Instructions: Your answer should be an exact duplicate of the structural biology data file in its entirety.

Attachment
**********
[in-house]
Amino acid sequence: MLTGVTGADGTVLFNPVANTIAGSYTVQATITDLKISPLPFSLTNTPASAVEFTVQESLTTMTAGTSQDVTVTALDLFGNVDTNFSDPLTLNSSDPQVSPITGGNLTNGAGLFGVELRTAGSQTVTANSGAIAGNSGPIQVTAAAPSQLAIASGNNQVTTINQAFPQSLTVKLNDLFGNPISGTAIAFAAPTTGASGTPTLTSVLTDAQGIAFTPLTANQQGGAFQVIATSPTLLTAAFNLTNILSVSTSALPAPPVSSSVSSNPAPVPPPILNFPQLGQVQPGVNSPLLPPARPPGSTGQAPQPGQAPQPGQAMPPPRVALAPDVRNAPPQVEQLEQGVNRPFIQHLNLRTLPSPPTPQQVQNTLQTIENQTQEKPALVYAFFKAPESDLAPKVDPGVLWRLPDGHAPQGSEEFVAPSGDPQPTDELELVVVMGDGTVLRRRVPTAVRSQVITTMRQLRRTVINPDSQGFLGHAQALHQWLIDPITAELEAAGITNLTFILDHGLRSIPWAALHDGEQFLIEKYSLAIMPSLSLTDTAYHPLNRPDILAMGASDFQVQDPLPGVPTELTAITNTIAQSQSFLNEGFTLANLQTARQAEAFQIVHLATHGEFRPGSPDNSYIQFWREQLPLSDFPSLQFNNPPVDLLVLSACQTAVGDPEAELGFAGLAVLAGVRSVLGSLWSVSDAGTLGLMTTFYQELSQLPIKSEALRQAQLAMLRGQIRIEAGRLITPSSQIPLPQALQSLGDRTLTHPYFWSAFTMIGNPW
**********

[in-house]
Amino acid sequence: MLTGVTGADGTVLFNPVANTIAGSYTVQATITDLKISPLPFSLTNTPASAVEFTVQESLTTMTAGTSQDVTVTALDLFGNVDTNFSDPLTLNSSDPQVSPITGGNLTNGAGLFGVELRTAGSQTVTANSGAIAGNSGPIQVTAAAPSQLAIASGNNQVTTINQAFPQSLTVKLNDLFGNPISGTAIAFAAPTTGASGTPTLTSVLTDAQGIAFTPLTANQQGGAFQVIATSPTLLTAAFNLTNILSVSTSALPAPPVSSSVSSNPAPVPPPILNFPQLGQVQPGVNSPLLPPARPPGSTGQAPQPGQAPQPGQAMPPPRVALAPDVRNAPPQVEQLEQGVNRPFIQHLNLRTLPSPPTPQQVQNTLQTIENQTQEKPALVYAFFKAPESDLAPKVDPGVLWRLPDGHAPQGSEEFVAPSGDPQPTDELELVVVMGDGTVLRRRVPTAVRSQVITTMRQLRRTVINPDSQGFLGHAQALHQWLIDPITAELEAAGITNLTFILDHGLRSIPWAALHDGEQFLIEKYSLAIMPSLSLTDTAYHPLNRPDILAMGASDFQVQDPLPGVPTELTAITNTIAQSQSFLNEGFTLANLQTARQAEAFQIVHLATHGEFRPGSPDNSYIQFWREQLPLSDFPSLQFNNPPVDLLVLSACQTAVGDPEAELGFAGLAVLAGVRSVLGSLWSVSDAGTLGLMTTFYQELSQLPIKSEALRQAQLAMLRGQIRIEAGRLITPSSQIPLPQALQSLGDRTLTHPYFWSAFTMIGNPW